Women experience physical or sexual violence in their lifetime and they suffer severe physical and emotional pain due to the violence and abuse. Unfortunately, climate change is making it worse and supplements violence against women. The society must do more to empower women and ensure their safety.
The world is celebrating these days the 16 Days of Activism Against Gender Violence and calling for greater gender equality. The 16 Days of Activism is an international campaign that starts on 25 November, International Day for the Elimination of Violence against Women and ends on 10 December, Human Rights Day. Actions are taken by the civil society across the world to raise awareness about gender-based violence as a human rights issue at the local, national, regional and international level.
Violence against women is a common phenomenon in Pakistan which affects women from all kinds of backgrounds every day. According to the 2012 report of the Human Rights Commission of Pakistan, Pakistan is the world’s third-most dangerous country for women as 90pc women face domestic violence. Many women face violence on a daily basis and this reflects the miserable condition.
Climate change (changing weather patterns) is also intensifying violence against women. The climate change has in fact exposed communities to extreme weathers i.e. rise in temperature in summer, unpredictable and unprecedented rain fall, high wind speed, etc. The community in rural areas has revealed that the climate change is putting more pressure on women as compared to men. Hence, in our efforts to end violence against women, climate change has to be addressed properly to achieve this critical goal. Continue reading →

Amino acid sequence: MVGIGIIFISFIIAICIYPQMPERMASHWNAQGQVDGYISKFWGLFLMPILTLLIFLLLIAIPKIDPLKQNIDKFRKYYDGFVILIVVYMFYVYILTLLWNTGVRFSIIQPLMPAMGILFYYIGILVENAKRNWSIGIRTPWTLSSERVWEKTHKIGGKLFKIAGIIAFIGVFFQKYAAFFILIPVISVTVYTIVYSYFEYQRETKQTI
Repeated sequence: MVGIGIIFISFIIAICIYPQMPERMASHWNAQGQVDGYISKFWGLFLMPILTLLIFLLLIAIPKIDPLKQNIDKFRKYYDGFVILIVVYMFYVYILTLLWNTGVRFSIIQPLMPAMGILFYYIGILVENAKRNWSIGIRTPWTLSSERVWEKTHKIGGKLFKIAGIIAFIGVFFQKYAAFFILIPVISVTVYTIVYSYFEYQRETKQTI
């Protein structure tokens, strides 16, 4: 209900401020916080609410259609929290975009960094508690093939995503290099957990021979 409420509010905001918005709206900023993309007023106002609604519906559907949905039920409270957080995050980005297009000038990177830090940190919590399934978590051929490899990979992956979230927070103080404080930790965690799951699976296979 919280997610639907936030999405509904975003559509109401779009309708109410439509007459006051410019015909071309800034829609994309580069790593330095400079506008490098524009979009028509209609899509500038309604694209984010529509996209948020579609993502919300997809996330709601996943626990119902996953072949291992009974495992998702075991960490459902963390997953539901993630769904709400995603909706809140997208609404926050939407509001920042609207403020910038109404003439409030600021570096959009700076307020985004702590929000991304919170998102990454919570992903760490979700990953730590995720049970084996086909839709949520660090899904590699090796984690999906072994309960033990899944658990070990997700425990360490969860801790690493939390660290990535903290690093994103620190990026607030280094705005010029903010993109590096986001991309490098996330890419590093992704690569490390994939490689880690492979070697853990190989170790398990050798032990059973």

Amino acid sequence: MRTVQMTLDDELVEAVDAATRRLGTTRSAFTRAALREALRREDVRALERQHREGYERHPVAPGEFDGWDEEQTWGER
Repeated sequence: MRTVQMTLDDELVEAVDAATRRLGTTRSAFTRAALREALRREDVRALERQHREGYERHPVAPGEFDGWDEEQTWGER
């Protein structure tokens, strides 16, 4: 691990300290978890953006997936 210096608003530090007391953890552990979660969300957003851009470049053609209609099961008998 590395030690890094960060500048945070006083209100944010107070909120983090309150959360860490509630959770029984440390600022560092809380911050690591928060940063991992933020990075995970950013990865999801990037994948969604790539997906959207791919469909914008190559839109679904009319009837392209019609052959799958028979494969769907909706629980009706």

Honduran authorities want Berta Cáceres in prison. Even more, they want her dead.
Berta, as she is fondly known by her many friends in Honduras and beyond, is a Lenca indigenous woman, and one of the founding directors of the National Council of Popular and Indigenous Organizations of Honduras (COPINH). She is now the face of social movement resistance in Honduras, which in recent months has seen an escalation of state repression against social movement leaders, indigenous peoples’ organizations, environmentalists, and political dissenters. She went into hiding on September 20.
But as I write, against all odds, Berta Cáceres is still alive.
Resisting the Corporate State
COPINH, one of the strongest voices in Mesoamerica for the defense of indigenous peoples’ rights, was founded in the early 1990s to fight logging companies in the territories of the Lenca people. After decades of struggle, COPINH has expelled dozens of logging operations from Lenca territories, recovered over 100 indigenous communal land titles, and served as a critical voice in international forums advocating for the right of indigenous communities to give or withhold their binding consent to any megaprojects planned for their territories. Continue reading →
Ever since the media stopped paying attention to it, many believe that the Zapatista Rebellion no longer exists. In silence, far from the lights and cameras, they have deepened the features of their autonomous construction to the point that now one can talk about a different society, governed by rules, codes and laws different from those of the dominant world.
From his six-year old height, Carlos Manuel hugs his father’s waist as if he would never let go. He looks at the roof and smiles. Julián, his father, attempts to get loose. The child gives in but remains together with the father. Irma, his eight-year old sister, observes from a corner of the kitchen where her mother, Esther, works over the fire turning the corn tortillas that continue being the principal food of rural families.